Freckles in April

Friday, February 27, 2015

Skeletons



It's been just over a year since I broke up with the Mormon church. At Aaron's request I still generally attend church so I've had the chance to hear a lot of lessons from a very new and different perspective.

Just a few months after my decision we had a Sunday School lesson in which the teacher asked, "How can we help our children stay true to the gospel?" The answers were along the lines of: teach them to read scriptures, have family home evening, pray for them, encourage them to follow the commandments, etc.




As I listened to these devoted parents trying to come up with ways to help their children stay in the church they love, I started to squirm in my seat. "My parents did all those things," I thought, "and ultimately they didn't help."

I should have raised my hand and said, "You need to teach them about the skeletons."

It's kind of like the sex talk. Do you want your kids hearing the details from you, the loving well-informed parent? Or would you prefer they learn about it from some punk kid on the playground who only sort of knows the truth mixed in with some total crazytown info he overheard from his older brother?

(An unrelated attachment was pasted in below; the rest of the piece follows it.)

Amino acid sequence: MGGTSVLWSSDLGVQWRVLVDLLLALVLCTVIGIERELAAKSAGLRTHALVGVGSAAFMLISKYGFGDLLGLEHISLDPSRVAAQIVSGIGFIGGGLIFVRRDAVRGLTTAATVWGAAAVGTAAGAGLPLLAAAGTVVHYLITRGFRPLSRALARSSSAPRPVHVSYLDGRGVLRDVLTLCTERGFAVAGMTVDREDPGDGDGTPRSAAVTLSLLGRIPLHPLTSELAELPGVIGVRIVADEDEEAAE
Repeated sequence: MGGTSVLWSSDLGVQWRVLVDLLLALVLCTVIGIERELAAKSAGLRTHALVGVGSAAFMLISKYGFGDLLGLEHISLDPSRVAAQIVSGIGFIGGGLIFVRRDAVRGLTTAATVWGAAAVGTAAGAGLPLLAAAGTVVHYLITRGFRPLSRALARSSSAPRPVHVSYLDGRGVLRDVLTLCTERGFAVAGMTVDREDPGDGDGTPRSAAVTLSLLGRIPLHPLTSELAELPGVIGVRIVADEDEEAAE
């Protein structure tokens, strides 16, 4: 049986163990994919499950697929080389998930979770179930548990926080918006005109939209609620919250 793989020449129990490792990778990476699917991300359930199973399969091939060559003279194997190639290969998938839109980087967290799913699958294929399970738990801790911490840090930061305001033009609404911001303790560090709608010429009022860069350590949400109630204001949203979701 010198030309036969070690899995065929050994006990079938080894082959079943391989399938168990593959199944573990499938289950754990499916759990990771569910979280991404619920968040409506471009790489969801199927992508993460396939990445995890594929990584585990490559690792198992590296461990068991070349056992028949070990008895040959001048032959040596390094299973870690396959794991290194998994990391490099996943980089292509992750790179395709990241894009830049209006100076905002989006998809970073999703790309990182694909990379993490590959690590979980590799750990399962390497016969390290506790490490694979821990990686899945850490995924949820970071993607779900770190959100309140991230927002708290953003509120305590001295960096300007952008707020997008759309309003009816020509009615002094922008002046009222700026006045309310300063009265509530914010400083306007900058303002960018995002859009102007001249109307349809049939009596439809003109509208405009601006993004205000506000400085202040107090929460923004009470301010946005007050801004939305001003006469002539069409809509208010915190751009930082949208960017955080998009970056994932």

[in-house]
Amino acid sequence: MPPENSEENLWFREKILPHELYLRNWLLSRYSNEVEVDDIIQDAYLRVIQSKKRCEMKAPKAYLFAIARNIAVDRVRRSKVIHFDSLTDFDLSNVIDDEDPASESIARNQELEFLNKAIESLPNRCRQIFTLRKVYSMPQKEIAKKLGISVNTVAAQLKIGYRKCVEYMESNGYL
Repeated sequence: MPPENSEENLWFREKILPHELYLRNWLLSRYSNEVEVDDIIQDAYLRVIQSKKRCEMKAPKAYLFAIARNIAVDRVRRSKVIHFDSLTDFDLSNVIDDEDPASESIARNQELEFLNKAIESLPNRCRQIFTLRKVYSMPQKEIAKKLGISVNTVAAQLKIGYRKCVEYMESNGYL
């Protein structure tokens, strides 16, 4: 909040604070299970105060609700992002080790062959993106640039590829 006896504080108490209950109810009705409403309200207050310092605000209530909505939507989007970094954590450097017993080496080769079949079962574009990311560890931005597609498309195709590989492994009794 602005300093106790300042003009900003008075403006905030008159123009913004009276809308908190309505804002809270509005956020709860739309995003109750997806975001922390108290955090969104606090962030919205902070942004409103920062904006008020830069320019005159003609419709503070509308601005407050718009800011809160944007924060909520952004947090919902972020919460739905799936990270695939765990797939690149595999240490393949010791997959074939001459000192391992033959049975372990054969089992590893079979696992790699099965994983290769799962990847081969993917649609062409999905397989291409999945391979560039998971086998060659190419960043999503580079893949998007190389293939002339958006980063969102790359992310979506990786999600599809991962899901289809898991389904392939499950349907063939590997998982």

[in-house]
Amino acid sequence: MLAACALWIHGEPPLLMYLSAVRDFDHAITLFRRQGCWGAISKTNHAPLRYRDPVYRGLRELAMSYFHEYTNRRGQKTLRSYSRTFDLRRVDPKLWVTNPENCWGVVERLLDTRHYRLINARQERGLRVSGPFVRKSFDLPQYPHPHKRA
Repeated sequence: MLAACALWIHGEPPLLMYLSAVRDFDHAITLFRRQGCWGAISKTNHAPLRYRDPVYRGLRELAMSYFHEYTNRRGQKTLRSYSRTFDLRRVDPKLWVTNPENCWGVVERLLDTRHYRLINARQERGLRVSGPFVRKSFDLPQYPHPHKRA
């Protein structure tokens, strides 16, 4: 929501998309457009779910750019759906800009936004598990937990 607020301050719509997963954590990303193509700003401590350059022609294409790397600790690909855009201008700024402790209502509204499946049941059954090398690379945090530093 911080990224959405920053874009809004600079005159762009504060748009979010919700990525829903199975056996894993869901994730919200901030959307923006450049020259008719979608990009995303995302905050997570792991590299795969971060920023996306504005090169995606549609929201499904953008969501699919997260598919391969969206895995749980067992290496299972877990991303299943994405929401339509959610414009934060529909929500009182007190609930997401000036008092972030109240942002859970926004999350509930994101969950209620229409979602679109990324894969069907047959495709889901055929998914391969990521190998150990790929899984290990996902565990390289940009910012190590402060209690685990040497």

The Internet is that punk kid, and all that information-- true, false, a mix of the two-- is laid out for your kids to find with a simple Google search. They're not going to learn it in Sunday School or from the Church Educational System because, as Boyd K. Packer put it, "Some things that are true are not very useful." and the church doesn't like to talk about the skeletons in its own closet.

Let me tell you something about the people who are leaving the church right now: they are good people. For the most part they are not leaving because they "want to sin." They're leaving because they've learned things about the church itself that make them deeply uncomfortable.